Running the Recruitment Fair Gauntlet
Recruitment fairs are commonplace in my neck of the woods. Communities are looking for doctors, and are eager to lure new grads to check out what they have to offer. This can range anywhere from free housing to locum physicians to incentive grants and pens with the community's name embossed on them. Woo-hoo.
Last week, we had a local one. It was restricted to communities from the north, so not as broad a scope as the annual "Physician Recruitment Fair" that tours the academic centres in southern Ontario every fall. As I am still unsure of what my future holds, I decided to attend. And since he gets as much say in it as I do, Mr. Couz came along. And we brought The Bean, which was our excuse to make a speedy getaway if needed.
I was quickly reminded why I hate these things. Picture a long hallway, flanked on both sides by booths plastered with posters staffed by eager recruiters reaching out at unwitting candidates as they pass by. Sometimes they are joined by physicians from the town in question, or various local politicians or hospital CEO's. Often they have tables covered with pens, corkscrews, canvas bags and other various pieces of junk emblazoned with the community's name.
According to Mr. Couz, I am far too polite at these things. I was really only interested in two particular communities... towns that were large enough to have an emergency department that had dedicated emergentologists (as an aside, I'm not sure if that's a word... in Quebec, however, I'd be an 'urgentologue') rather than family doctors who staffed the emerg. Plus Mr. Couz and I have a longstanding agreement about how far away from our families we're willing to be. Our view is that if we're going to be far enough that air travel is required to see them, we might as well move to Victoria where the cherry blossoms bloom and the weather is perfect all year round.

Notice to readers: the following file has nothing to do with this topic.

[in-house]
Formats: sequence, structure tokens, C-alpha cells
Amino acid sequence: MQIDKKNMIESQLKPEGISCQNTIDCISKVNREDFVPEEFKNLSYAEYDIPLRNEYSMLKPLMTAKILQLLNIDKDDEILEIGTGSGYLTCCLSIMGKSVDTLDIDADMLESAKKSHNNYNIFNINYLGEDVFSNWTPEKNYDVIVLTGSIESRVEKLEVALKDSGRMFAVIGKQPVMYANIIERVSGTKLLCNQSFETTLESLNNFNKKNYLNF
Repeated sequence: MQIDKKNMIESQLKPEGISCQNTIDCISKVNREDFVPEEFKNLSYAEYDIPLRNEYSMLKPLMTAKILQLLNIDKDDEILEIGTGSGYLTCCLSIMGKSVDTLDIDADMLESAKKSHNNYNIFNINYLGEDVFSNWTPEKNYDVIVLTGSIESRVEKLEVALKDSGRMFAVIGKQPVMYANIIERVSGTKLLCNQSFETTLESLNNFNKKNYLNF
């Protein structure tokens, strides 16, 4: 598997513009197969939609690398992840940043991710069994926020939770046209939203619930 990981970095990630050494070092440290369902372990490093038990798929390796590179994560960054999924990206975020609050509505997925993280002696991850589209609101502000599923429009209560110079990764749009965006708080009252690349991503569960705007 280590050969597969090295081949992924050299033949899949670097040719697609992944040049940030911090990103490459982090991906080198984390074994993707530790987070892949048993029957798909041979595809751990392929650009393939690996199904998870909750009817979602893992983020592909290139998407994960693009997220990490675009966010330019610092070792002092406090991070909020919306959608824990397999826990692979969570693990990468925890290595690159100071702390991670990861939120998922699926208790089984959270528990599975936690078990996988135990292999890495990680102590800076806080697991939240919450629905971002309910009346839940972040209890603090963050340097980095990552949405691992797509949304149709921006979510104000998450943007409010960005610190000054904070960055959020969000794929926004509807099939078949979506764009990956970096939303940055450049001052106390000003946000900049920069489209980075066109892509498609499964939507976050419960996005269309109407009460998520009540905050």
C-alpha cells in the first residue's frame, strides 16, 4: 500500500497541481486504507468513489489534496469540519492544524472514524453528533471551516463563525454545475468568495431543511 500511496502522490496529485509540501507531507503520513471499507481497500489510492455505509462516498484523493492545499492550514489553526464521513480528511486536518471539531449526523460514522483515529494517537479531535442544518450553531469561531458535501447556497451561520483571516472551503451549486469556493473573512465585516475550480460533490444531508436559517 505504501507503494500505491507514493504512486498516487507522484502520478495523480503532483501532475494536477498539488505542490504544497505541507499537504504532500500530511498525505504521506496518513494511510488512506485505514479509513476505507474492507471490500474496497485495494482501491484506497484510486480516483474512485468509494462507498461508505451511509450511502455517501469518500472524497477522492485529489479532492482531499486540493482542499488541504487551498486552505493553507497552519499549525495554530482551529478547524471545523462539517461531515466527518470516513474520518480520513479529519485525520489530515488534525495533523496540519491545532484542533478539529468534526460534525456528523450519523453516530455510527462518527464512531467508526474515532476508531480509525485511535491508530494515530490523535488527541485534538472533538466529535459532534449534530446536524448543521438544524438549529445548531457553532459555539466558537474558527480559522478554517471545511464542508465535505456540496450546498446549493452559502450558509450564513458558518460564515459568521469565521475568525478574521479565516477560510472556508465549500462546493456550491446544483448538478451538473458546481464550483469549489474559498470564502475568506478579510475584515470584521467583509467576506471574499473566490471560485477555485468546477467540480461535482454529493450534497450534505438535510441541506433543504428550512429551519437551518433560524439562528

In spite of the fact that we went to the event with the intention of just speaking with those two communities about their return-of-service agreements and whether or not they're hiring this year, I managed to get waylaid by nearly every small community in attendance. And I always feel compelled to politely hear them out, even if I have no intention of moving my family to whatever godforsaken place they're selling.
I don't know why these things make me so damned uncomfortable. I feel bad for the communities trying so desperately to recruit doctors. It's one of those things that makes me feel guilty for not practicing family medicine. But I know I'm not what they're wanting.